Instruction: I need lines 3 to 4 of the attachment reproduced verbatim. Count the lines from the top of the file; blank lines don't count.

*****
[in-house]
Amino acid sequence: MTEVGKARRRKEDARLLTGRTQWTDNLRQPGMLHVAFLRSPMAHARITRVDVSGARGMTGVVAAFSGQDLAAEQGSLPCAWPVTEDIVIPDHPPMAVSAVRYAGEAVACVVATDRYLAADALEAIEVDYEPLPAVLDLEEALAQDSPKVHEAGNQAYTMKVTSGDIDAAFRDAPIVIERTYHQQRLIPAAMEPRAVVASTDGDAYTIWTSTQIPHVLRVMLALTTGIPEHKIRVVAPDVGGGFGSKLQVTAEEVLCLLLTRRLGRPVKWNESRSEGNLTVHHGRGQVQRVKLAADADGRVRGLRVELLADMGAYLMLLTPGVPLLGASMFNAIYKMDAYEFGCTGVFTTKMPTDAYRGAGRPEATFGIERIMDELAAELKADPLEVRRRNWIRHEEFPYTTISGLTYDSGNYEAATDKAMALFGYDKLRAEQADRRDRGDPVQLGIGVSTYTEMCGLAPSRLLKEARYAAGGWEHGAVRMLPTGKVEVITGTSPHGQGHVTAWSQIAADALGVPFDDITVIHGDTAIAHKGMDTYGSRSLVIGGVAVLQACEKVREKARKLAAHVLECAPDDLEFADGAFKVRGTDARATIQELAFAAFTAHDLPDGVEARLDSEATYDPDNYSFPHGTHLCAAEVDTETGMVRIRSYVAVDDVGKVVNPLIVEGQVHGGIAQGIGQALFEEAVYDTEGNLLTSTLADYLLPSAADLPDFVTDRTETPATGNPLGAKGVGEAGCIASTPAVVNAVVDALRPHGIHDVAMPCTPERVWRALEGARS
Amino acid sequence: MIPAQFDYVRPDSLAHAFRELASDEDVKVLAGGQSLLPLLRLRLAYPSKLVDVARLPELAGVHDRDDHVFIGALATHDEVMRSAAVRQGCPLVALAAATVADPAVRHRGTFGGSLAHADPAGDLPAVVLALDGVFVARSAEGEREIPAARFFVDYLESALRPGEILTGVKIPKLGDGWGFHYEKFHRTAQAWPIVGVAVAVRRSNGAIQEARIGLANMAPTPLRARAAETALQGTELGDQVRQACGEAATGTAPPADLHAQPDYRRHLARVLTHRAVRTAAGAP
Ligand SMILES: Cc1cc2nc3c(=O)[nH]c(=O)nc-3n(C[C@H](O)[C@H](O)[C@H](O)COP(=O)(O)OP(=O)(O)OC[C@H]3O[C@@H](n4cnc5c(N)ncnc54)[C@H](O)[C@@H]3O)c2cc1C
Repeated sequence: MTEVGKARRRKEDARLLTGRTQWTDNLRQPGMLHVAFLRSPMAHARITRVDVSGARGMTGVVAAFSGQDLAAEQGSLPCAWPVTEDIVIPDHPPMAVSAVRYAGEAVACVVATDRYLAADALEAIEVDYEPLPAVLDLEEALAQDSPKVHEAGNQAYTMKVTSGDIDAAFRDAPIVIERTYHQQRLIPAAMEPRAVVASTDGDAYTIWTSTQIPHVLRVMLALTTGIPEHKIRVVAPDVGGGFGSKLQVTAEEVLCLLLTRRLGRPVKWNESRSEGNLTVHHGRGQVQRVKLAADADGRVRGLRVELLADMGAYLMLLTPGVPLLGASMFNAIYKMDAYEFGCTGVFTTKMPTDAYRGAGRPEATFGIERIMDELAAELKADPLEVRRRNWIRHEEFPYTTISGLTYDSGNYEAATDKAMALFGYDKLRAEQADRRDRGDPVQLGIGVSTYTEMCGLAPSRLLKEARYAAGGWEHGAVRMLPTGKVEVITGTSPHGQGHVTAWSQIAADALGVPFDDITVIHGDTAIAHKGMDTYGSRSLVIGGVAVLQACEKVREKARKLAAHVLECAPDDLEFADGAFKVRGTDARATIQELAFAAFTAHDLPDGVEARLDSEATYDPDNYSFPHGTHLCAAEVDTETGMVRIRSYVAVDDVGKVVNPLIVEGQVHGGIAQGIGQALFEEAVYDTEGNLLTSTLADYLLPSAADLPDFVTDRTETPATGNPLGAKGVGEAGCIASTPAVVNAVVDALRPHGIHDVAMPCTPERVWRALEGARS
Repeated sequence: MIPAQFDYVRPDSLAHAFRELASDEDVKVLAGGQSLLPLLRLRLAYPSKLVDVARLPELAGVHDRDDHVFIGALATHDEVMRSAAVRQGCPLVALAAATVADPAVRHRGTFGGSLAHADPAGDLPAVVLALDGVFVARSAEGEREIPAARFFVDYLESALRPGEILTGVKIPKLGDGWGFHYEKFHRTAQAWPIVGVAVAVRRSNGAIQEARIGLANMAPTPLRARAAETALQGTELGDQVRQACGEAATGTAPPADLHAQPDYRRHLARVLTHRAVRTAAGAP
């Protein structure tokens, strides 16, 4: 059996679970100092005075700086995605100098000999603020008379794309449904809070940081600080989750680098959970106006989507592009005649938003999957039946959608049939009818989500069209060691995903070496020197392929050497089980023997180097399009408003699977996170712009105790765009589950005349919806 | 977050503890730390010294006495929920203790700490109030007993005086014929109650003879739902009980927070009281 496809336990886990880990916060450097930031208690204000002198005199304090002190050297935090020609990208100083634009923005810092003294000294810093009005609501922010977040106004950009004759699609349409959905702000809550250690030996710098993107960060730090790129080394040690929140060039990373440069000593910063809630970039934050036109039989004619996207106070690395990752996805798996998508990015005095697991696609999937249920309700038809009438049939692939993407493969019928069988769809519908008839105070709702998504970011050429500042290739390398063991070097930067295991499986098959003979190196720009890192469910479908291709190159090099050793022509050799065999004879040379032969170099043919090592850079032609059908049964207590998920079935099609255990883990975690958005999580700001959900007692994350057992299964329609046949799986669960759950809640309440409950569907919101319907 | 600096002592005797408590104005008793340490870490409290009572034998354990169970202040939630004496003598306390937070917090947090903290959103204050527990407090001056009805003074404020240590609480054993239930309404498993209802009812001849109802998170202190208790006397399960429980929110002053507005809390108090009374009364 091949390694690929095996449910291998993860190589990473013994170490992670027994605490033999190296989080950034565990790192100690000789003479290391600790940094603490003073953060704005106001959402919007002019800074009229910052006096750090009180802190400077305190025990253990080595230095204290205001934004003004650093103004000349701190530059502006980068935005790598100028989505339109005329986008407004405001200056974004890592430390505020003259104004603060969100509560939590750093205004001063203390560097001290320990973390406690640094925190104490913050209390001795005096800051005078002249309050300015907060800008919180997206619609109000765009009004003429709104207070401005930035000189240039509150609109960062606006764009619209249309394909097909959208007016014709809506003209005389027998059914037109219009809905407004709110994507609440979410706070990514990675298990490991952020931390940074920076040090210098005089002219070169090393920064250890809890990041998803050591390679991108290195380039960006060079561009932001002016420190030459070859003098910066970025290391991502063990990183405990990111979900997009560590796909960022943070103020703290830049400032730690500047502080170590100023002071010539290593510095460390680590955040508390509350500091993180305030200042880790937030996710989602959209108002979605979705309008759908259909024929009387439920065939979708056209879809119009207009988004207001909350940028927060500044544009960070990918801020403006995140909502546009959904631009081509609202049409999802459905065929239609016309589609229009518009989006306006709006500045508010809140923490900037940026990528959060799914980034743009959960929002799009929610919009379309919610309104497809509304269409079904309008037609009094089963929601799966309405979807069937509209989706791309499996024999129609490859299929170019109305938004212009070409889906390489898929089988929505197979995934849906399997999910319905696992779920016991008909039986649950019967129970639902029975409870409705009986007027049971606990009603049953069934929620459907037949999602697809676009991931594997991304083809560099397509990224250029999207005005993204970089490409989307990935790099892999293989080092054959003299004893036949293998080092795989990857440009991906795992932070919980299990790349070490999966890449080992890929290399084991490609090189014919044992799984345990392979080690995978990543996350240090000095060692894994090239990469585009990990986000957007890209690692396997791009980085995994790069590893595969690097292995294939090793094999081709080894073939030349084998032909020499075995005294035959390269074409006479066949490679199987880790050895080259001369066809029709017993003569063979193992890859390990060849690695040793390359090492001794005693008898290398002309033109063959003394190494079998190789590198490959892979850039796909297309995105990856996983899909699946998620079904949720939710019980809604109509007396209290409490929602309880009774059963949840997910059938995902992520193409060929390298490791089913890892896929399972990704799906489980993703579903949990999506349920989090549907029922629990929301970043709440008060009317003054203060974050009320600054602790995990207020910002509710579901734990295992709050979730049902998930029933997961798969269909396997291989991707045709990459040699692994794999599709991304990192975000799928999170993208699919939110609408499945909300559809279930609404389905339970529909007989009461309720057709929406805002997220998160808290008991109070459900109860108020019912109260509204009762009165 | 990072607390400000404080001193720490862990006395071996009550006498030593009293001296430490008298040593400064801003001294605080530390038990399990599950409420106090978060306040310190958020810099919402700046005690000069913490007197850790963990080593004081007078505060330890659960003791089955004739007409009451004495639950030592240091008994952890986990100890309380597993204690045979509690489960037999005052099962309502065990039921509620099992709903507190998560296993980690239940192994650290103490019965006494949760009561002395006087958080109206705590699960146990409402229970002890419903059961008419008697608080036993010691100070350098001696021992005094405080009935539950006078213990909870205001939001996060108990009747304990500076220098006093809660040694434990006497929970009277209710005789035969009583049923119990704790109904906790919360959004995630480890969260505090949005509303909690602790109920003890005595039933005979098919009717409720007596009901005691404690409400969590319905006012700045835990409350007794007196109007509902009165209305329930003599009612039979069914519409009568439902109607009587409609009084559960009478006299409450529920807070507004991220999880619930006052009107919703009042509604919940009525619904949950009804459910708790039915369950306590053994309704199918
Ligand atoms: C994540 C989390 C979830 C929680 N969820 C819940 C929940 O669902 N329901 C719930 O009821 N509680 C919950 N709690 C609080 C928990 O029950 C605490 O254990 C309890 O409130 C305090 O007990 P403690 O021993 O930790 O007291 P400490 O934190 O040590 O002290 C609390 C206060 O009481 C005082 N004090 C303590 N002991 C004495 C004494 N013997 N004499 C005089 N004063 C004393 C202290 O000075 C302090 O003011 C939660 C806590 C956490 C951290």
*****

Amino acid sequence: MIPAQFDYVRPDSLAHAFRELASDEDVKVLAGGQSLLPLLRLRLAYPSKLVDVARLPELAGVHDRDDHVFIGALATHDEVMRSAAVRQGCPLVALAAATVADPAVRHRGTFGGSLAHADPAGDLPAVVLALDGVFVARSAEGEREIPAARFFVDYLESALRPGEILTGVKIPKLGDGWGFHYEKFHRTAQAWPIVGVAVAVRRSNGAIQEARIGLANMAPTPLRARAAETALQGTELGDQVRQACGEAATGTAPPADLHAQPDYRRHLARVLTHRAVRTAAGAP
Ligand SMILES: Cc1cc2nc3c(=O)[nH]c(=O)nc-3n(C[C@H](O)[C@H](O)[C@H](O)COP(=O)(O)OP(=O)(O)OC[C@H]3O[C@@H](n4cnc5c(N)ncnc54)[C@H](O)[C@@H]3O)c2cc1C